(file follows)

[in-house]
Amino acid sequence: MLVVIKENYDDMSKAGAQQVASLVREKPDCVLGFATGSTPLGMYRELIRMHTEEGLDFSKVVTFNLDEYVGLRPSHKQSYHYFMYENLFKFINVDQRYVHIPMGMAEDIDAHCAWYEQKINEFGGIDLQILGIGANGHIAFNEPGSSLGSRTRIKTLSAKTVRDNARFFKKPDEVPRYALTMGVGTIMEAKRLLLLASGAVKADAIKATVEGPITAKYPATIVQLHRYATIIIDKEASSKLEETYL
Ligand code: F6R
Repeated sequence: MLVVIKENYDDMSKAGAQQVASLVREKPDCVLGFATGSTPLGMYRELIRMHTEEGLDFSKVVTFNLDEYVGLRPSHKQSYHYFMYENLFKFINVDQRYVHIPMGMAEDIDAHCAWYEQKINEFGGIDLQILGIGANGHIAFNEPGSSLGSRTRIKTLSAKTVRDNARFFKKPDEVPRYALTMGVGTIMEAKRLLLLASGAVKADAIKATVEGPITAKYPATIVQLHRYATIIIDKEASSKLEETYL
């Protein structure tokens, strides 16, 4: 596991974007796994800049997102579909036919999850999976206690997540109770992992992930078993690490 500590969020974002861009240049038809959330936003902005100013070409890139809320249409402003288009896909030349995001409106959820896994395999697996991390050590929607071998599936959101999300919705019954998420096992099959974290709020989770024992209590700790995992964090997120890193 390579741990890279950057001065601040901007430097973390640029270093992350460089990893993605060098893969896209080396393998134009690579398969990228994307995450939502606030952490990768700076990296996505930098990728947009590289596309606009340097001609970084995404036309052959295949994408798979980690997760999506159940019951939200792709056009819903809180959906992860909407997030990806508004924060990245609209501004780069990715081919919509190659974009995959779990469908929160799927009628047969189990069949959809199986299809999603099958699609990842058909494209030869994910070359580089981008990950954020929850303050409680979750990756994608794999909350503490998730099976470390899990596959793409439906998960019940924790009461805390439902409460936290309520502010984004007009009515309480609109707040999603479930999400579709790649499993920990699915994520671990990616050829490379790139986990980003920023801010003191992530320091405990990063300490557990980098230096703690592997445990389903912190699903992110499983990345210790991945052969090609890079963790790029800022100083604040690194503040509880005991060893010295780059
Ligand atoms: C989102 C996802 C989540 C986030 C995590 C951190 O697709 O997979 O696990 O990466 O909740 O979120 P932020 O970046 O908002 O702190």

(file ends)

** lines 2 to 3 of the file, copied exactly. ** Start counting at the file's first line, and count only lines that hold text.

Amino acid sequence: MLVVIKENYDDMSKAGAQQVASLVREKPDCVLGFATGSTPLGMYRELIRMHTEEGLDFSKVVTFNLDEYVGLRPSHKQSYHYFMYENLFKFINVDQRYVHIPMGMAEDIDAHCAWYEQKINEFGGIDLQILGIGANGHIAFNEPGSSLGSRTRIKTLSAKTVRDNARFFKKPDEVPRYALTMGVGTIMEAKRLLLLASGAVKADAIKATVEGPITAKYPATIVQLHRYATIIIDKEASSKLEETYL
Ligand code: F6R